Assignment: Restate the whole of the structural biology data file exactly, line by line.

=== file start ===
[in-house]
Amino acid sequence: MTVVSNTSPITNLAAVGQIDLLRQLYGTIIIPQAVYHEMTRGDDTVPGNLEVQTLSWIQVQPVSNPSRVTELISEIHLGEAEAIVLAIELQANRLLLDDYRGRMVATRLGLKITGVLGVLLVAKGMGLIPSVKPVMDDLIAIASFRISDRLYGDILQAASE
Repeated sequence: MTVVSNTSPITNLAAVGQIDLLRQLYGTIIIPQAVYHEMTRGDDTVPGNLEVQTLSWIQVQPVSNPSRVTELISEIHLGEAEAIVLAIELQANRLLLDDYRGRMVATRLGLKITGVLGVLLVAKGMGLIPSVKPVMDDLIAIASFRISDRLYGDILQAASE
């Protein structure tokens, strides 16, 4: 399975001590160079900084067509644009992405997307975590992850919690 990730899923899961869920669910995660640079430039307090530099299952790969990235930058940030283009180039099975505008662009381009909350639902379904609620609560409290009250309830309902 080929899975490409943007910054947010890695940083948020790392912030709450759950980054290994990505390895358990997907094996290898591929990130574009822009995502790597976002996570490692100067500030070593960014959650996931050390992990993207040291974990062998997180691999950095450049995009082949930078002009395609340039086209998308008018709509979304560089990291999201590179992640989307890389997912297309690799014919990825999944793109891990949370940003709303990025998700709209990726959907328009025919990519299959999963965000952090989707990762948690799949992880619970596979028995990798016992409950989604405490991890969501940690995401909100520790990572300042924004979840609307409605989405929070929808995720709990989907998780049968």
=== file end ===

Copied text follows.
[in-house]
Amino acid sequence: MTVVSNTSPITNLAAVGQIDLLRQLYGTIIIPQAVYHEMTRGDDTVPGNLEVQTLSWIQVQPVSNPSRVTELISEIHLGEAEAIVLAIELQANRLLLDDYRGRMVATRLGLKITGVLGVLLVAKGMGLIPSVKPVMDDLIAIASFRISDRLYGDILQAASE
Repeated sequence: MTVVSNTSPITNLAAVGQIDLLRQLYGTIIIPQAVYHEMTRGDDTVPGNLEVQTLSWIQVQPVSNPSRVTELISEIHLGEAEAIVLAIELQANRLLLDDYRGRMVATRLGLKITGVLGVLLVAKGMGLIPSVKPVMDDLIAIASFRISDRLYGDILQAASE
């Protein structure tokens, strides 16, 4: 399975001590160079900084067509644009992405997307975590992850919690 990730899923899961869920669910995660640079430039307090530099299952790969990235930058940030283009180039099975505008662009381009909350639902379904609620609560409290009250309830309902 080929899975490409943007910054947010890695940083948020790392912030709450759950980054290994990505390895358990997907094996290898591929990130574009822009995502790597976002996570490692100067500030070593960014959650996931050390992990993207040291974990062998997180691999950095450049995009082949930078002009395609340039086209998308008018709509979304560089990291999201590179992640989307890389997912297309690799014919990825999944793109891990949370940003709303990025998700709209990726959907328009025919990519299959999963965000952090989707990762948690799949992880619970596979028995990798016992409950989604405490991890969501940690995401909100520790990572300042924004979840609307409605989405929070929808995720709990989907998780049968």